Rain brings temporary relief, but CEB losses cause concern

By Anthony David

The Ceylon Electricity Board (CEB) was breathing a sigh of relief this week with the hydro-catchment areas receiving rainfall and the Meteorology Department predicting more showers would continue.
But the rains were not sufficient to dispel the worries of the Public Utilities Commission of Sri Lanka and the Treasury on how to bridge the increasing deficit of the CEB.

Power wastage: A casino in Fort all lit up. Pic by Nilan Maligaspe
A street light on in broad daylight along Nawala Rd in Narahenpita. Pic by Susantha Liyanawate

The Public Utilities Commission of Sri Lanka (PUCSL) was continuing discussions whether it should decide on a tariff increase or whether the Treasury would have to step in to prevent the burden being passed on to the public. The decision of the Commission is expected before the end of the year.

CEB Chairman Prof. W. Abeyewickreme told the Sunday Times that the Board was running at an annual deficit of around Rs. 40 billion with a recurrent expenditure of Rs 186 billion per year. The losses are expected to increase to Rs. 50 billion next year.

He said that the drop in hydro power generation has led to its thermal power cost increasing. The hydro power generation had dropped to less than 15 per cent during the drought period, though the figure this week increased to over 20 per cent.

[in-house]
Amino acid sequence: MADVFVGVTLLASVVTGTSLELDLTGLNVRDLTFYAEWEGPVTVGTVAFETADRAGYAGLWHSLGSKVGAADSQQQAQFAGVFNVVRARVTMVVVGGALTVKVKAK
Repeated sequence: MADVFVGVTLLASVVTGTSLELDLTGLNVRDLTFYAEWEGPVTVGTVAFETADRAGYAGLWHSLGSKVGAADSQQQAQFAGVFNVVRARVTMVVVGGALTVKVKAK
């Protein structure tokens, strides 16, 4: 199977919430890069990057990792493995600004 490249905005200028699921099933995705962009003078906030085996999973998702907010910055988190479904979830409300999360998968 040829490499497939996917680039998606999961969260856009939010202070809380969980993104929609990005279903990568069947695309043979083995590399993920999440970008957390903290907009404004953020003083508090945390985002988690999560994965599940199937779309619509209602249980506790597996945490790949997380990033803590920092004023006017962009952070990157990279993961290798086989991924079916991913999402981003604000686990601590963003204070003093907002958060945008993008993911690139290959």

On Thursday the hydro power generation was 21 per cent and the rest of it was thermal power. According to the Chairman with the increased thermal power use the losses too have been increasing.
He said that daily loss of the Board was around Rs. 176 million.

He said that fresh steps also have been taken to recover money due from various State institutions with the arrears from these institutions now running up to over Rs. 300 million. He said the health, education and security forces are among the sectors which owe the CEB.

CEB Chairman Prof. W. Abeyewickreme

“We have told our Additional General Managers to look into the problems of non payment of the arrears. We are in the process of resolving the issues”, he said.

He said that among the plans to cut down the losses is that to ensure that the coal power plant in Norochcholai is in full operation.

The next two phases which could add 600 more Mw to the existing 300 Mw from the plant are expected to be completed by 2013.

He said that the Sampur coal power plant is to be commissioned in 2016. In addition the Upper Kotmale project which could generate 150 Mw is to be commissioned in January next year, but it would depend on the rainfall to achieve the full benefit of the project.

The final phase of the hydropower complex – the Broadlands project is also due to commence.

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